Um… Okay. (Not a good sign when I begin a review this way.) I guess I loved it… mostly. This is the seventh feature by Greek director Yorgos Lanthimos. I have only seen one of his previous efforts, a film called DOGTOOTH, and I really did not care for it in the least. But it is so different from this film, it’s hard to believe that its from the same director. The absurdity of this dystopian very black comedy was a delight, and hangdog schlub Colin Ferrell could not have been better in this twisted story about an alternate world where single people are checked into a hotel and given one week to hook up with another single societal outcast or face being turned into an animal. I’m not sure it’s any consolation that you get to decide which one. A lobster maybe? It’s wildly offbeat and original, and it was a hoot to watch. There are many serious points made here in a crazy, fractured way. We are a society obsessed with coupling. Single folks like me are viewed with distrust and suspicion. What must be wrong with me that no one is interested in partnering with me? As usual, Rachel Weisz was excellent, and I have never seen a single performance from John C. Reilly that did not delight. (He is thought of as a character actor, but his talent extends far beyond the genre, as anyone who saw THE TROUBLE WITH KEVIN can attest. This film is so full of outrageous irony. But I felt let down by the ending. SPOILER ALERT: More often than not, I hate it when writers and filmmakers make the choice not to make a choice. John Sayles’ extraordinary LIMBO notwithstanding, I usually find this kind of final reel as a rude cop out. What’s the point of a great setup followed by a complete lack of resolution? Why did I sit through an hour and a half of a film to be pissed on in the final reel? Still, it’s one whacky trip to nowhere. If only Mr. Lanthimos had had the courage as a storyteller to… tell a story!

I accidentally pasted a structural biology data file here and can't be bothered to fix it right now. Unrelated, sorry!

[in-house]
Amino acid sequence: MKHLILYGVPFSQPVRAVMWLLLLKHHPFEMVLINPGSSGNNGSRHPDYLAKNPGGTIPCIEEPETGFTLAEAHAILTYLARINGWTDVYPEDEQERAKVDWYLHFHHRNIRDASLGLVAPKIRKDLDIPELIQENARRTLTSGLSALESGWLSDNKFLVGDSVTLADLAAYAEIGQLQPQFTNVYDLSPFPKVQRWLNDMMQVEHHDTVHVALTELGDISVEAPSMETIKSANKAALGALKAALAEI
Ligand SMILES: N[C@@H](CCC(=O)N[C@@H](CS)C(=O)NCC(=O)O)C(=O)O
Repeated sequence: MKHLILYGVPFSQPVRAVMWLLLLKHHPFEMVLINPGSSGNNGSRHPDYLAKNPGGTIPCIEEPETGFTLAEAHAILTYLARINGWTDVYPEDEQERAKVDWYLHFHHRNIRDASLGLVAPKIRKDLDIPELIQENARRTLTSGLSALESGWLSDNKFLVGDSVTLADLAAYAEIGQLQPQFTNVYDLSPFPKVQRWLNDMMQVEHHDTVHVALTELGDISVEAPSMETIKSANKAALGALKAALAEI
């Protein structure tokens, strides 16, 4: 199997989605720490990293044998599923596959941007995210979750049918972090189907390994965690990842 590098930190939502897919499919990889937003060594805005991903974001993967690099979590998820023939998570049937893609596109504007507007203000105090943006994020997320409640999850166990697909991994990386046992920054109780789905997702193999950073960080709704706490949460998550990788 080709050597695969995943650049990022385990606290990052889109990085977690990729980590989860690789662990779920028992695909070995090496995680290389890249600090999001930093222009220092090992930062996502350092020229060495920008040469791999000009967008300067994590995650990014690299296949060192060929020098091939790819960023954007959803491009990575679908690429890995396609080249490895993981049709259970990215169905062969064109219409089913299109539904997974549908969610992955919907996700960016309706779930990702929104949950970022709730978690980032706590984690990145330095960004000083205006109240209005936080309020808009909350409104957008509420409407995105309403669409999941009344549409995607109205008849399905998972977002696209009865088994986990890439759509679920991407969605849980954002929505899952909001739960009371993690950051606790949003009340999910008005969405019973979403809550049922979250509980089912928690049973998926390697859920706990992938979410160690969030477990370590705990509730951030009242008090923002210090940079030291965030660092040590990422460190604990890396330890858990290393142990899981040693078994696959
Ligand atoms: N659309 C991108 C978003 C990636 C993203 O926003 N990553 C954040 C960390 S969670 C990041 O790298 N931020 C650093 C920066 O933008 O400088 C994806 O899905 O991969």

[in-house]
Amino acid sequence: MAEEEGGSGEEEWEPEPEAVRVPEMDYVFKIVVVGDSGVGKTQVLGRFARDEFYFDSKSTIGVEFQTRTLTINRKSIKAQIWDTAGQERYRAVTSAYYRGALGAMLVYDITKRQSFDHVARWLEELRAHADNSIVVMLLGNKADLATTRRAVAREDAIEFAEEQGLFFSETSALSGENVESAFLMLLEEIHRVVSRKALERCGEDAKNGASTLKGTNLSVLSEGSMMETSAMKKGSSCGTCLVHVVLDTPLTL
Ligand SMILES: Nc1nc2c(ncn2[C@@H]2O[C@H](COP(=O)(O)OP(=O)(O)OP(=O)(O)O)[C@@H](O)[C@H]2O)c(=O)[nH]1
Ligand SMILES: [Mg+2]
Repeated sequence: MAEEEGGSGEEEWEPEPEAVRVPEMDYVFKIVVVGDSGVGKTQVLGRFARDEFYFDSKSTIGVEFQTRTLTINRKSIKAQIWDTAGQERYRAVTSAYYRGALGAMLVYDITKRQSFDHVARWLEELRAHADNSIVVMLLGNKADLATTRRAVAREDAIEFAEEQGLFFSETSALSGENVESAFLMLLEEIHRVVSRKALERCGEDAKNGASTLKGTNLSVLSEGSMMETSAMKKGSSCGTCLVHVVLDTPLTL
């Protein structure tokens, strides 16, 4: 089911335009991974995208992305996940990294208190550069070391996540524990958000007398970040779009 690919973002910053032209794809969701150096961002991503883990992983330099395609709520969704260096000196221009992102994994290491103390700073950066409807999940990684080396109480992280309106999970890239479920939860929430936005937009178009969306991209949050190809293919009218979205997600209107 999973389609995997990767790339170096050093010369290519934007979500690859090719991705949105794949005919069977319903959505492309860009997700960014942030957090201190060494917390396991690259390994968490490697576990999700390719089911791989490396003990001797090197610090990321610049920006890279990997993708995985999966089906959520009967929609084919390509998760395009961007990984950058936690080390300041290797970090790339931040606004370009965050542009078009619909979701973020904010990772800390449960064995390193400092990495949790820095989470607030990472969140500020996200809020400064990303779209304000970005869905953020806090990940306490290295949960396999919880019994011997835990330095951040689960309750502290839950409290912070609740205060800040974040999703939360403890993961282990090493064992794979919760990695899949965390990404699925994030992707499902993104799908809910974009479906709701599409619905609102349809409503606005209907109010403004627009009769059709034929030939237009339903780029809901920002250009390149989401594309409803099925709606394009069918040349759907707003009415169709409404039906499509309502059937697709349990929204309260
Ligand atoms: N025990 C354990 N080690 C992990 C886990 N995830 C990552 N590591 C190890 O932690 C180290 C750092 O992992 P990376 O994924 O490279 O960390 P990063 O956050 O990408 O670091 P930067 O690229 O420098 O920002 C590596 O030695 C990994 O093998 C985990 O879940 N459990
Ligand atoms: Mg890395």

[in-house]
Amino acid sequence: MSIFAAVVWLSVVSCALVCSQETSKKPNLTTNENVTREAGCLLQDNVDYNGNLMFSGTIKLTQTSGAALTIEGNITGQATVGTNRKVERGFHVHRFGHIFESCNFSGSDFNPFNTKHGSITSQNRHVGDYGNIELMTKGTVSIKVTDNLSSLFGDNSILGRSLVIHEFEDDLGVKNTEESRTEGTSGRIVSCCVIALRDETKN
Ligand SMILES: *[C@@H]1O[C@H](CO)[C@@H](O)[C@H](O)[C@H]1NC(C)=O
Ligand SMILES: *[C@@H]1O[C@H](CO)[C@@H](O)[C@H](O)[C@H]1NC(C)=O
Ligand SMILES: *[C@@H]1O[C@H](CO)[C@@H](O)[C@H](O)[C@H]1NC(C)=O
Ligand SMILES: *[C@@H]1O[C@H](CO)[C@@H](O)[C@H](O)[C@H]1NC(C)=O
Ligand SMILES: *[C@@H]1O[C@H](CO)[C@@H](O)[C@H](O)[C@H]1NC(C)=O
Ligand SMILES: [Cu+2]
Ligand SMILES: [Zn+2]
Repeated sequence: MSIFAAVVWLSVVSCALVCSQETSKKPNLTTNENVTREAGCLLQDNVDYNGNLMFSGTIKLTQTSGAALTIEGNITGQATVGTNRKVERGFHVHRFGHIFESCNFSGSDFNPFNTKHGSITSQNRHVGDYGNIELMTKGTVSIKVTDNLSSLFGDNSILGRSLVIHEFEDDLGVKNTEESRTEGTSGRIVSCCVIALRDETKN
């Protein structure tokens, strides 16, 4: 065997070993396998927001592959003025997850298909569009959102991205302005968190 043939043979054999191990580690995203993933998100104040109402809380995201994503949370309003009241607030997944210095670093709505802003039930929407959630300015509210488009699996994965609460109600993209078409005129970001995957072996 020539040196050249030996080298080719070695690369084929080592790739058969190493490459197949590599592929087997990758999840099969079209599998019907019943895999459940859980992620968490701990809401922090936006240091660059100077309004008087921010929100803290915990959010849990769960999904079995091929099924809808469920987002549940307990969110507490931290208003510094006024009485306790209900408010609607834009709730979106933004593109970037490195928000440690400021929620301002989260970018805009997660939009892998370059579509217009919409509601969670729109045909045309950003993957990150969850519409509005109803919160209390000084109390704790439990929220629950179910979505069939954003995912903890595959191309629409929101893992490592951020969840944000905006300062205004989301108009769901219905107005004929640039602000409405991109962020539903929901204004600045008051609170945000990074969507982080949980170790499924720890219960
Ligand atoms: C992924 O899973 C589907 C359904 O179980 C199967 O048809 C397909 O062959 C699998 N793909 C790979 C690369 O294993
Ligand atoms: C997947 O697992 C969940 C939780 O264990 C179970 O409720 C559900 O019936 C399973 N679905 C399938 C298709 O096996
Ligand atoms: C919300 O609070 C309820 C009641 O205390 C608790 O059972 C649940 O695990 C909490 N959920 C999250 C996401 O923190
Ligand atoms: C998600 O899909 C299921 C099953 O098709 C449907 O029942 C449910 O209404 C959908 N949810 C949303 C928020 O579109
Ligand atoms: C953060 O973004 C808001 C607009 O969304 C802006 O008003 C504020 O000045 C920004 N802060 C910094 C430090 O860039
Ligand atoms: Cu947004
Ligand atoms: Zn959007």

HOW I LIVE NOW  (2013) ***+

Saoirse Ronan is great in this look at a spoilt teenage girl gone unenthusiastically to visit her aunt and cousins in the English countryside during tense political times when the unthinkable happens, and nearby London experiences a nuclear attack. An event like that could change a girl! This plot bears a striking resemblance to a book I began writing as a young teenager. I called it “The End: A Beginning?” and it was about what happens when everybody vanishes and there are no adults to supervise impulsive teenagers. They are forced to grow up practically overnight and faced with survival problems they never thought they would ever need to confront. So many dystopian stories in films these days! No wonder. Look at the world we live in: it barely seems to be hanging on by the fingertips. When I was a teen in the 70’s, many of us had a poster on our bedroom walls bearing a silhouette of a woman kneeling to comfort a child. The text says: “In the event of a nuclear attack… BEND OVER AND KISS YOUR ASS GOODBYE!” Under Führer Trump those days are back with a vengeance.

APRIL & THE EXTRAORDINARY WORLD  (2016) ***

Touted as Studio Ghibli meets Pixar, this steampunk fantasy has its pleasures, but deserves neither comparison. Critics were very generous in their praise. I was entertained, but did not see what they saw in it. 3 stars out of 5.